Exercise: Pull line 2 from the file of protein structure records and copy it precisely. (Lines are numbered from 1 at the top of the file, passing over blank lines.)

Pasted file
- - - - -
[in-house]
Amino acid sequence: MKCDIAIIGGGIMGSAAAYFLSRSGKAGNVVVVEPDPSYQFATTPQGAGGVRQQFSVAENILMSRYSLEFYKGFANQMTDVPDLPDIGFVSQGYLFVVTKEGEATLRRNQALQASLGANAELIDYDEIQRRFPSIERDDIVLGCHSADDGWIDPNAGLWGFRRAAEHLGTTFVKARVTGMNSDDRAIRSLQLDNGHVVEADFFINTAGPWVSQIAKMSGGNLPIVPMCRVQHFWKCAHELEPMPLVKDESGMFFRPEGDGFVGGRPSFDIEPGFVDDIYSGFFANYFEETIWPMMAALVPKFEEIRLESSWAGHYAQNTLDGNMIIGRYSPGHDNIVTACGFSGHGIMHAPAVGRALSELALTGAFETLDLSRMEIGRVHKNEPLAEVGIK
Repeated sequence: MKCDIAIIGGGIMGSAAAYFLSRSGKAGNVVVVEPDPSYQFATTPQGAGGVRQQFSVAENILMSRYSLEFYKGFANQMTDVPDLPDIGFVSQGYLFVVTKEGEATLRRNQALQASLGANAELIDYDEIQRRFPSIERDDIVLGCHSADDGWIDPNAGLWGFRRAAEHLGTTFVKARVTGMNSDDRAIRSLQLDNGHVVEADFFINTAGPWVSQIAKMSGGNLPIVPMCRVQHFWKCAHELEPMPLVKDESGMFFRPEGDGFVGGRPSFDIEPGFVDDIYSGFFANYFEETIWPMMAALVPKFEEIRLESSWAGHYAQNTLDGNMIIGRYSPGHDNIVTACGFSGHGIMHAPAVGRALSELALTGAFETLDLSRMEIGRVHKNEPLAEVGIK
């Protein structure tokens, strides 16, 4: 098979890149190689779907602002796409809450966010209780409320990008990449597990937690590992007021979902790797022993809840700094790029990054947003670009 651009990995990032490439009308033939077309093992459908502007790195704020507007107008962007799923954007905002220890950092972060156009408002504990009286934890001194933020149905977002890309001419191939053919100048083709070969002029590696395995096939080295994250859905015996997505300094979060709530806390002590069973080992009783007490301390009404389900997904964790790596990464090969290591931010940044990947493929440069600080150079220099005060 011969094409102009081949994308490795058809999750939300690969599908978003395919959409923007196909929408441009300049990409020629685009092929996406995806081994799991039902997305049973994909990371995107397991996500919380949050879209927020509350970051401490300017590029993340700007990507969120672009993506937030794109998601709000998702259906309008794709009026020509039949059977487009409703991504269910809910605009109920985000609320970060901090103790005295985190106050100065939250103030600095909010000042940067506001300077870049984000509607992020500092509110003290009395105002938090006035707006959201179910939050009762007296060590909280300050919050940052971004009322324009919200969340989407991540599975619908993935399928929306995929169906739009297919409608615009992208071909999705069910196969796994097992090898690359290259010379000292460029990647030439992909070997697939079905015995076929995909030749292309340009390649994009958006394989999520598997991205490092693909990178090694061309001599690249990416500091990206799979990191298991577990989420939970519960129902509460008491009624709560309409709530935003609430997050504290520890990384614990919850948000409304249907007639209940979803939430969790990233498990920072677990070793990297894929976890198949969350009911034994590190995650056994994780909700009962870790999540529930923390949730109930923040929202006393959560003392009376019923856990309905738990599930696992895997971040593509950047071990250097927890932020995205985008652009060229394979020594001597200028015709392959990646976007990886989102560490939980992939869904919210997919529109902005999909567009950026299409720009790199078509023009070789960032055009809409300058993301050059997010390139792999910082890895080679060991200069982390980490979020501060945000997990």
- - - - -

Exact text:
Amino acid sequence: MKCDIAIIGGGIMGSAAAYFLSRSGKAGNVVVVEPDPSYQFATTPQGAGGVRQQFSVAENILMSRYSLEFYKGFANQMTDVPDLPDIGFVSQGYLFVVTKEGEATLRRNQALQASLGANAELIDYDEIQRRFPSIERDDIVLGCHSADDGWIDPNAGLWGFRRAAEHLGTTFVKARVTGMNSDDRAIRSLQLDNGHVVEADFFINTAGPWVSQIAKMSGGNLPIVPMCRVQHFWKCAHELEPMPLVKDESGMFFRPEGDGFVGGRPSFDIEPGFVDDIYSGFFANYFEETIWPMMAALVPKFEEIRLESSWAGHYAQNTLDGNMIIGRYSPGHDNIVTACGFSGHGIMHAPAVGRALSELALTGAFETLDLSRMEIGRVHKNEPLAEVGIK